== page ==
Show Notes

‘Why $39 Billion of Stock Traded in One Second on Friday’ – Wall Street Journal

‘Acclaimed Fund Manager’s Latest Target: Hidden Costs of Indexing’ – Wall Street Journal

How $39 Billion of Stock Trades in One Second – Transcript

Tom Mullooly: In episode 95 we’re going to talk about how $39 billion worth of stock was traded in one second.

Welcome to the Mullooly Asset Show. I’m your host, Tom Mullooly, and this is episode number 95. Today we want to talk about an article that was in the Wall Street Journal recently. The headline was, “$39 billion of stock gets traded in just one second.” What they’re referring to is the rebalancing that took place a couple of days ago in the Russell indices. You know there’s the Russell 1,000, the Russell 2,000, there’s a lot of these different indices and they’re large.

There’s $9.2 trillion worth of stock tied to these various Russell indices and they’re supposed to basically capture the total stock market depending on which way you’re looking at it. Now by comparison, that’s $9.2 trillion for all those Russell indices. Over here, the Dow Jones Industrial average, there’s $29 billion, still a colossal amount of money, but nothing compared to some of these other indices.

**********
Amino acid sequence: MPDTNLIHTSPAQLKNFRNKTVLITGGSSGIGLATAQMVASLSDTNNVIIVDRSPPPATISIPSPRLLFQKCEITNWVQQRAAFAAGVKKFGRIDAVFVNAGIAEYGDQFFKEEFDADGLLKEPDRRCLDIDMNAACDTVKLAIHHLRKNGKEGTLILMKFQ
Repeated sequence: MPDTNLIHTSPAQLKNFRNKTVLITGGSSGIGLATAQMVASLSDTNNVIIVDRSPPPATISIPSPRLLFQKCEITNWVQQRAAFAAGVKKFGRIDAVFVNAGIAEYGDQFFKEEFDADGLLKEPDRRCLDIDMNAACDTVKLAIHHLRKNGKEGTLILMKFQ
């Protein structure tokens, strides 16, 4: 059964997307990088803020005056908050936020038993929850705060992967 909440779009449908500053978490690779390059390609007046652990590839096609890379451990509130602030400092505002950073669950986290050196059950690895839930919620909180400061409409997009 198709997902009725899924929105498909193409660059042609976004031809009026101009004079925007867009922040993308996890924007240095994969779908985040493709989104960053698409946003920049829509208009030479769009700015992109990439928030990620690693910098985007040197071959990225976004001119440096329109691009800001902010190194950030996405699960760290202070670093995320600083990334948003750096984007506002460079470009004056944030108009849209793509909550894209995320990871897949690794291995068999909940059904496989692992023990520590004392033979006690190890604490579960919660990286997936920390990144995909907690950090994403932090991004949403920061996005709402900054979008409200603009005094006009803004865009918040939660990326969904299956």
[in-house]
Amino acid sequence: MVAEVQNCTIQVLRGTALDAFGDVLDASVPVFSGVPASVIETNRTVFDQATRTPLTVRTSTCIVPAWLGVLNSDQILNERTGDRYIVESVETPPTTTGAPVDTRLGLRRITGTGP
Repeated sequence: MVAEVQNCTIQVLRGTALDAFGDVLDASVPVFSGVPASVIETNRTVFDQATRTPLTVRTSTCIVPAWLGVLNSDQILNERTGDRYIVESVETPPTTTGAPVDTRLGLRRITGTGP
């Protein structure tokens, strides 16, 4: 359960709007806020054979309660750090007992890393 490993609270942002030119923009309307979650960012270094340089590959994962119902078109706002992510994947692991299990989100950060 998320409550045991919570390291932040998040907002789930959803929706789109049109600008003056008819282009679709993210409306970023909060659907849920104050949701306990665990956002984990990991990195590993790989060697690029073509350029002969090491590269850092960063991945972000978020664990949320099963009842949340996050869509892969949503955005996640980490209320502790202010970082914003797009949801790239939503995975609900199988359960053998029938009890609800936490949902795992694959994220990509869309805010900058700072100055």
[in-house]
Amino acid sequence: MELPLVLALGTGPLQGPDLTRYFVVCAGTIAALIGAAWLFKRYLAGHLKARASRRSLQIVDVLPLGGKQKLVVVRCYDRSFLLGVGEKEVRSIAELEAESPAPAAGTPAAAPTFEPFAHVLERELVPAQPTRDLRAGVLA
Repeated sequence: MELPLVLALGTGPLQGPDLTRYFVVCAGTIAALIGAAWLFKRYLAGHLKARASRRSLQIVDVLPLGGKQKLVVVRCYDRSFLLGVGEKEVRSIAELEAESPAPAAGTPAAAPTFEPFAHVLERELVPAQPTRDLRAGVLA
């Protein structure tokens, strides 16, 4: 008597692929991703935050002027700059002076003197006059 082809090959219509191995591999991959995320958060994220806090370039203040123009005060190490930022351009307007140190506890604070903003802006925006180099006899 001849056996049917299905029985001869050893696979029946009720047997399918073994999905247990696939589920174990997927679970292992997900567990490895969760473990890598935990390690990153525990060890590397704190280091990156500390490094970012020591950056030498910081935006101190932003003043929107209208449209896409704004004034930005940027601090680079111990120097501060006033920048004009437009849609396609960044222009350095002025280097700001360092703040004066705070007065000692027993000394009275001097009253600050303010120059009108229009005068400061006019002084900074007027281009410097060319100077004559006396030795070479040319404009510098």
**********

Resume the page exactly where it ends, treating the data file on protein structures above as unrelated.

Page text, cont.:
So why are these indices important? Because a lot of mutual funds that are … If you’re a small cap manager, you’re going to be measuring against the Russell 2,000 or the Russell 3,000 if you get involved in micro caps. If you’re a mid-cap manager, you’re going to be measuring against the Russell 1,000. So these indices really do play a part, not only to tell us the yard sticks, how the markets are doing, but also for fund managers and portfolio managers to measure, to use as the yard sticks.